Category Archives: Gaming fiction

Two Elves Redux

Hi!  Ken St. Andre talking to you for a moment, before I put the story down.  If you keep reading this blog, you’re going to notice that an awful lot of my stories are set in Trollworld which is, of course, my private playground within the Tunnels and Trolls game universe.  I could write about other times and places, and I will, sometimes.  I have a fun piece about wizards in outer space coming up soon–maybe tomorrow if I get it finished in time.  But it makes sense for me to set a lot of  my stories in Trollword–you see, it’s my world.  I made it up for the Tunnels and Trolls game, and if I don’t write about it, who will?  Like Tolkien with Middle Earth, or Howard with the Hyborian Age, I have a million little stories to tell about the fascinating place that is Trollworld.  And one of the things I have to tell you is that Trollworld is not just a single world–it is a nexus of realities–an infinite series of worlds where adventures can go every which way.  And what better way can I show that than with this story that I call:
Two Elves Redux

     by Ken St. Andre

Two elves sat in a room with a treasure chest. Two Orks had left a few minutes ago.

“Why are we here?” asked the first elf.

“We’ve got to be somewhere,” said the second elf. “Why not be here?” He grinned.

“Don’t get metaphysical on me. I hate it when you do that.”

“But you make it so easy.”

“No, really, why are we here?”

“We’re here to guard the treasure.”

“Guard it from what?”


“Ha ha! But why are we here? The treasure doesn’t need guarding. This place is a fortress. I doubt if any thieves could ever get in there.”

“They might. Delvers sometimes come in force, and they can be tricky.”

“If any delvers are powerful enough to reach this room, I’m not going to fight with them. Are you?”

“The room only has one door. We’ll have to fight to get away.”

“Then shouldn’t we be guarding it out in the hallway where we can see people coming, and run away if we need to?”

“Our orders are to sit in here and guard it.”


Silence for several minutes.

The first elf plainly wasn’t satisfied. “But why are we guarding the treasure?”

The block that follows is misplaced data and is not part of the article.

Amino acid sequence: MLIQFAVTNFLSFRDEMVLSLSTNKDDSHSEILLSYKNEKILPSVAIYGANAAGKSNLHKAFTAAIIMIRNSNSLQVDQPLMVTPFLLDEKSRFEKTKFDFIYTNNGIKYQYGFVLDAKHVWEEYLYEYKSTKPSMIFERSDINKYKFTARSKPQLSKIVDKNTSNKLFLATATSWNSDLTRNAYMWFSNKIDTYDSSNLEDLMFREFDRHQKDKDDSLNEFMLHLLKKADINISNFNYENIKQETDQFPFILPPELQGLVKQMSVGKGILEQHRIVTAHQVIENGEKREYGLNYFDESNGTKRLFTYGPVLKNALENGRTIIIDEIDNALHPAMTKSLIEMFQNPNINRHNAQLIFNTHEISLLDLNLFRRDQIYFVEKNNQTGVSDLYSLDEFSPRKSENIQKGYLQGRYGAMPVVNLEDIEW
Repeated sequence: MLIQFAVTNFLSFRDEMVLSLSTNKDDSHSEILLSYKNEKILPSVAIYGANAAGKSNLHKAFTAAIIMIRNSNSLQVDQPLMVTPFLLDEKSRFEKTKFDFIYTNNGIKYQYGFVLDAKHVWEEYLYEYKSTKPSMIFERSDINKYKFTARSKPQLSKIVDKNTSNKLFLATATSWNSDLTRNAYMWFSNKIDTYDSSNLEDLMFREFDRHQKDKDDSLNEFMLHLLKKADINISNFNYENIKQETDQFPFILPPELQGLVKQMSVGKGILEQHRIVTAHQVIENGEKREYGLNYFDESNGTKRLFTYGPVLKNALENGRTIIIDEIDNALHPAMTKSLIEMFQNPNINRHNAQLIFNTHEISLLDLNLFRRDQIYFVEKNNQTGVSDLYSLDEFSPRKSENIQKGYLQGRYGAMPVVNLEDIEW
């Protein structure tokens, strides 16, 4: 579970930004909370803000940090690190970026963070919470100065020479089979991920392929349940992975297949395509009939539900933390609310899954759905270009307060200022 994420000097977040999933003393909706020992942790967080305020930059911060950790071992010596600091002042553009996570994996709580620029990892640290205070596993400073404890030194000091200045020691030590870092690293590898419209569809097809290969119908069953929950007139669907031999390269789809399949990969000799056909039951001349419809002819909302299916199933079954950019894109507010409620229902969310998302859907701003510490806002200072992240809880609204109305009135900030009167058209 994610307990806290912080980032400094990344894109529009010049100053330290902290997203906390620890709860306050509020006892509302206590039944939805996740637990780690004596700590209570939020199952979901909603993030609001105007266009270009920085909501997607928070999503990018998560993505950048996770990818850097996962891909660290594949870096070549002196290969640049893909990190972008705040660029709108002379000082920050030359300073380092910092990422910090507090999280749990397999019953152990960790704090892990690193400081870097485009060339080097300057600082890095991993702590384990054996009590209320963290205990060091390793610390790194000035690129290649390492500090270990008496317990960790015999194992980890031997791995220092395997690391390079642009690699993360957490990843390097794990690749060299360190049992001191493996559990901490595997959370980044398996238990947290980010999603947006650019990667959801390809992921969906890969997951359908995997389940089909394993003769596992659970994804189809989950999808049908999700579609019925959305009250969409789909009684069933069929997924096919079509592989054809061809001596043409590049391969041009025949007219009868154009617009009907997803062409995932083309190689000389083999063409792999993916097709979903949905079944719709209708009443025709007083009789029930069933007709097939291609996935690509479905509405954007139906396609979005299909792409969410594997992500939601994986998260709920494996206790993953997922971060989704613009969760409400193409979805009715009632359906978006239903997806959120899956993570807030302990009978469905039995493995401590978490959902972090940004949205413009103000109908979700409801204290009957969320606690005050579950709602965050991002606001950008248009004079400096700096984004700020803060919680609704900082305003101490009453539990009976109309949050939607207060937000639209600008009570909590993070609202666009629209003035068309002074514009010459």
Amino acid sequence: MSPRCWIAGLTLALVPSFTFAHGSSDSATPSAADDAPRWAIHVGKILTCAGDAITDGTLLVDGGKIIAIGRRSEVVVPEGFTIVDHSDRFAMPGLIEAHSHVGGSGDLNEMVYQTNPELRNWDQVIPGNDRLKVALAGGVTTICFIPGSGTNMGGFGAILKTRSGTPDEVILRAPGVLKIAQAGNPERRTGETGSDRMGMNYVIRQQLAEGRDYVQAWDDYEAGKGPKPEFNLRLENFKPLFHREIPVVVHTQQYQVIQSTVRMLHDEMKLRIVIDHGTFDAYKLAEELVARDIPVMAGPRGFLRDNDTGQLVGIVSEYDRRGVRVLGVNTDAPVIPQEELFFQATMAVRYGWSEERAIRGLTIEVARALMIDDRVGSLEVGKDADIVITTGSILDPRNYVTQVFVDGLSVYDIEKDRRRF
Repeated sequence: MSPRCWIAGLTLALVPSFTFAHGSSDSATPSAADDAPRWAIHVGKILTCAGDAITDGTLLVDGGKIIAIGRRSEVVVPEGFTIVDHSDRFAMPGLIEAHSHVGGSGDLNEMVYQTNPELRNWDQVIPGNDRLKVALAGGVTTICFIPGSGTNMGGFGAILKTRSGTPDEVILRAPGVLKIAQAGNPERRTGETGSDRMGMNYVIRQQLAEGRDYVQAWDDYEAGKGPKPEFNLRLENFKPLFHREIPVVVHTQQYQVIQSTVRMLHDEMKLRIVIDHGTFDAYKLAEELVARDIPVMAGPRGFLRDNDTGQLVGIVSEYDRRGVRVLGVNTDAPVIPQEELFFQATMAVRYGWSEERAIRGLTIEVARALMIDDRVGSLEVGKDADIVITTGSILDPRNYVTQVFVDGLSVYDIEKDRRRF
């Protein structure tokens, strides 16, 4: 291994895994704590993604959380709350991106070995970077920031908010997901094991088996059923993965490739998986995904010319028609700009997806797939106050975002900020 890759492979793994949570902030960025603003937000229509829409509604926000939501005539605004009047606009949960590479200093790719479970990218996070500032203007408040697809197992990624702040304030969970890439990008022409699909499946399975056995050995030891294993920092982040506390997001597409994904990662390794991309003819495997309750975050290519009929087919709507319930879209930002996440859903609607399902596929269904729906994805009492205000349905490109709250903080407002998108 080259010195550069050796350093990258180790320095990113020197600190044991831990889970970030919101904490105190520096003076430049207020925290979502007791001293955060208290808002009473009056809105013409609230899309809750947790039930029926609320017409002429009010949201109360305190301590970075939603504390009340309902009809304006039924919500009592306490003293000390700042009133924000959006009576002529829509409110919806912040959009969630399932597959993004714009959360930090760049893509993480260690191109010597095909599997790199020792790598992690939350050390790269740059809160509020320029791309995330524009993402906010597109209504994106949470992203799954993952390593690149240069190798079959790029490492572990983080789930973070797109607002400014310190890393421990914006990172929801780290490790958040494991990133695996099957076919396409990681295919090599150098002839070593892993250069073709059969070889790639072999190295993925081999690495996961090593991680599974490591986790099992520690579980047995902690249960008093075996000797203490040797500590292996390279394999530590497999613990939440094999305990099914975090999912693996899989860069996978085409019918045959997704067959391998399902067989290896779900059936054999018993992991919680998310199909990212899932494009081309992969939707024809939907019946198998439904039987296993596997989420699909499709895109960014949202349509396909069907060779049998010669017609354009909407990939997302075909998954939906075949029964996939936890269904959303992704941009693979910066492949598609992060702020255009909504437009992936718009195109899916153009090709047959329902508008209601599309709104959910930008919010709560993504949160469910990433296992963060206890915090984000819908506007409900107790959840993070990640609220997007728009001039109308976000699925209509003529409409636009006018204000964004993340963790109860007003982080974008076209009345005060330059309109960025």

“Because the Evil Wizard is paying us to guard it.”

“Do you want to piss off the Evil Wizard?”

“Um!  No.”

Two elves sat in a room guarding a treasure chest.  They were thinking maybe they had made a big mistake when they took the jobs with the Evil Wizard.


The evil wizard had the elves in his power.

If you would care to read a longer story set in Trollworld, please take a look at where my most recent story is called

Hobgoblin’s Holiday in Khazan.  Khazan, in case you haven’t heard of the place, is the capital city of the Empire of the Death Goddess.  It is named after her old nemesis, the elven wizard Khazan.  It bears only a very slight resemblance to the earthly city of Khazan in Central Asia, although that is certaily where the name came from.  If you work your way back through Delver’s Tales, you will see that they are all set in Trollworld, and cover a lot of minor adventures of minor characters in that world.  I seldom write of kings, queens, and earthshaking events.  I mostly write the minor adventures of minor characters, because the ordinary people of fantasy worlds should have their stories told, too.  Stay with me, and see how the citizens of Trollworld really live–and die.



The Old Elf Teacher Tries to Explain

The Old Elf Teacher Explains It All, Part 1

     by Ken St. Andre

The Old Elf settled on a comfortable hummock of moss and made the tongue cluck that meant, “Pay attention now”.  His ancientness showed in his long long nose, his long long ears, and his long long white beard.  The younger elves gathered in front of him and waited for him to speak.

“Today, younglings, we will learn about the gods.”

“But Grandfather, there are no gods, just Great Wizards.  That is what we have always been told.”

“And I ask you, what is the real difference between a Great Wizard, and a god?”  No one had an answer for that.  “These are the beings in Trollworld who have made themselves into gods.  Listen and learn!”

They waited expectantly.